First Minister Mark Drakeford said: “We are making steady progress in bringing coronavirus under control once again. Every day, the vaccination programme is speeding up as more people are vaccinated and more clinics open. Each vaccine is another small victory against the virus.
“We’ve seen a really welcome fall in cases of the virus all over Wales, but they are still too high and the NHS continues to be under intense pressure.
“We need to keep the lockdown restrictions in place for a little while longer to help us bring rates of the virus down further. If we can do this, we will create the headroom we need to get children back to school after half term – starting with the youngest at primary schools
“We will work with teachers, colleges, local authorities to plan for the safe return of children to school over the next couple of weeks and keep parents updated.”
CAUTION CALLED FOR
NEU Cymru’s Senior Wales Officer, Gareth Lloyd, said: “We welcome that Welsh Government want to use any ‘headroom’ created by sustained efforts to suppress the virus, to support the education sector. We have highlighted the need for a range of measures to be put in place – such as smaller class sizes and social distancing. NEU Cymru continues to work with the Welsh Government to try and make any wider return as safe as possible.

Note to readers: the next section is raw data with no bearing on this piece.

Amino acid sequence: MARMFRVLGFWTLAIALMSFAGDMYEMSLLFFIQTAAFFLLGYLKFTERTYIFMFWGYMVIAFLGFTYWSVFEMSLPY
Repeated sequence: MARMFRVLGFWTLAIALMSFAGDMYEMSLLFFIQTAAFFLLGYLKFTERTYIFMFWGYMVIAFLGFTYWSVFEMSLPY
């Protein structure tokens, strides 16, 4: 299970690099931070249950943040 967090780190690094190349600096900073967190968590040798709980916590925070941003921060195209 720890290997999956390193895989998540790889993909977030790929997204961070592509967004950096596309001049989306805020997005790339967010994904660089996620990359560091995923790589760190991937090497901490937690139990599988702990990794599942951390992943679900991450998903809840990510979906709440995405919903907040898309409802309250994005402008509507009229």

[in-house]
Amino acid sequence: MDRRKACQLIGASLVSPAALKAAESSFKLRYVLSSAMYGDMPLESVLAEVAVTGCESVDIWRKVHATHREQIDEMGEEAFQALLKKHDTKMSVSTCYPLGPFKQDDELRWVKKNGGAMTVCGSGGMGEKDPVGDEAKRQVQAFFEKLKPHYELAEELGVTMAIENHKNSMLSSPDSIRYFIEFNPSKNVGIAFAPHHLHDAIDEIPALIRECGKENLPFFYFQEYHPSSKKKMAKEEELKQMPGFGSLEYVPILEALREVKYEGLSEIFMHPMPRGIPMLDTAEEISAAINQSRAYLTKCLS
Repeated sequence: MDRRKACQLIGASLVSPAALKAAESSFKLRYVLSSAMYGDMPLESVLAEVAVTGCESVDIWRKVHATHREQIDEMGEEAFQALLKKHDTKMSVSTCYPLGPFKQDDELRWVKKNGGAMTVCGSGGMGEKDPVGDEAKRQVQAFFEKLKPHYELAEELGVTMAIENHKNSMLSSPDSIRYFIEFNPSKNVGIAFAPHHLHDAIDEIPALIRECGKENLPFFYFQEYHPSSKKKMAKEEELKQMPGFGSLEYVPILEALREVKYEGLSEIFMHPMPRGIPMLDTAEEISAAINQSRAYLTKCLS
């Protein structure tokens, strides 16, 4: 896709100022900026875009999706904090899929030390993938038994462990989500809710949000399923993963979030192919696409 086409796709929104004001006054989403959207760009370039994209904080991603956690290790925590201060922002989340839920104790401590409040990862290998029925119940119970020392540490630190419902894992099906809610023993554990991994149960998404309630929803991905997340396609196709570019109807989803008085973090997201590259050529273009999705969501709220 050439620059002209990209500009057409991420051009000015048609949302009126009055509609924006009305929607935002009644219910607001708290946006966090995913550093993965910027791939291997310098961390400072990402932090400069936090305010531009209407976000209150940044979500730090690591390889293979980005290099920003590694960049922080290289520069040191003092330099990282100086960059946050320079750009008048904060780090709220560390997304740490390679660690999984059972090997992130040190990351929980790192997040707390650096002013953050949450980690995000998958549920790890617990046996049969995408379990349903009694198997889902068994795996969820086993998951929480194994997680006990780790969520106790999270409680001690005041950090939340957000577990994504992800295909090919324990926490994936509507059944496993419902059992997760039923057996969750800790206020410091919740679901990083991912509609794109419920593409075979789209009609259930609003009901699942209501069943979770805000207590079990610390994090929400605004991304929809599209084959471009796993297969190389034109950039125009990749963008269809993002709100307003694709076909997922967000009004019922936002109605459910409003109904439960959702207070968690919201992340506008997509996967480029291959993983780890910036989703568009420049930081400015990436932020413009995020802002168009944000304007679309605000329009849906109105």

“We must be mindful that everyone will be apprehensive about a potential rise in the virus levels if we open up too quickly, so a phased approach is welcome, as a safe return is essential.
“It is really important to remember that schools and colleges are open now, and that education professionals are working hard to support children and young people with their learning, through this challenging time for everyone. Educators want a full return to the classroom, as nothing is better than face-to-face learning for everyone. But sadly we are not in that place at the moment.”
Laura Doel, director of school leaders’ union NAHT Cymru, said: “It has been a challenge for families to juggle employment and home-learning, and school leaders want to see nothing more than pupils back in class as soon as it is safe to do so.